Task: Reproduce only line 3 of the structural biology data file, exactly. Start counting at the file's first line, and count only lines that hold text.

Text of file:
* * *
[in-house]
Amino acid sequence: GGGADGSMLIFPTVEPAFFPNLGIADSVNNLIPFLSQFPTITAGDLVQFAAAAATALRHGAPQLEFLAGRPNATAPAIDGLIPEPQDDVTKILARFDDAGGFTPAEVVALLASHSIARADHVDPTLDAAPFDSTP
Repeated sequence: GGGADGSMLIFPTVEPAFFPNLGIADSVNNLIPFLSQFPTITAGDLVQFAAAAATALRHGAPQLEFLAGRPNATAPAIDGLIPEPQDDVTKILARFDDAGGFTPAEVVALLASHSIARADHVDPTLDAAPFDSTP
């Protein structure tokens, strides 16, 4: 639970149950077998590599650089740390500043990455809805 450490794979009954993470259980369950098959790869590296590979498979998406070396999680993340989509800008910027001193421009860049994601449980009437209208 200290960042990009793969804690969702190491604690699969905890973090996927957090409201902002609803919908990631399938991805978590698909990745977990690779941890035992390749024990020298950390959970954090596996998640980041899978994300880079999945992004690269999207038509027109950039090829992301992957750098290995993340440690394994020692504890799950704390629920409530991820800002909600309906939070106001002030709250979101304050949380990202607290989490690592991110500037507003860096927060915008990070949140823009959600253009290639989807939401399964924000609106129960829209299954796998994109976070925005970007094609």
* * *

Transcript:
Repeated sequence: GGGADGSMLIFPTVEPAFFPNLGIADSVNNLIPFLSQFPTITAGDLVQFAAAAATALRHGAPQLEFLAGRPNATAPAIDGLIPEPQDDVTKILARFDDAGGFTPAEVVALLASHSIARADHVDPTLDAAPFDSTP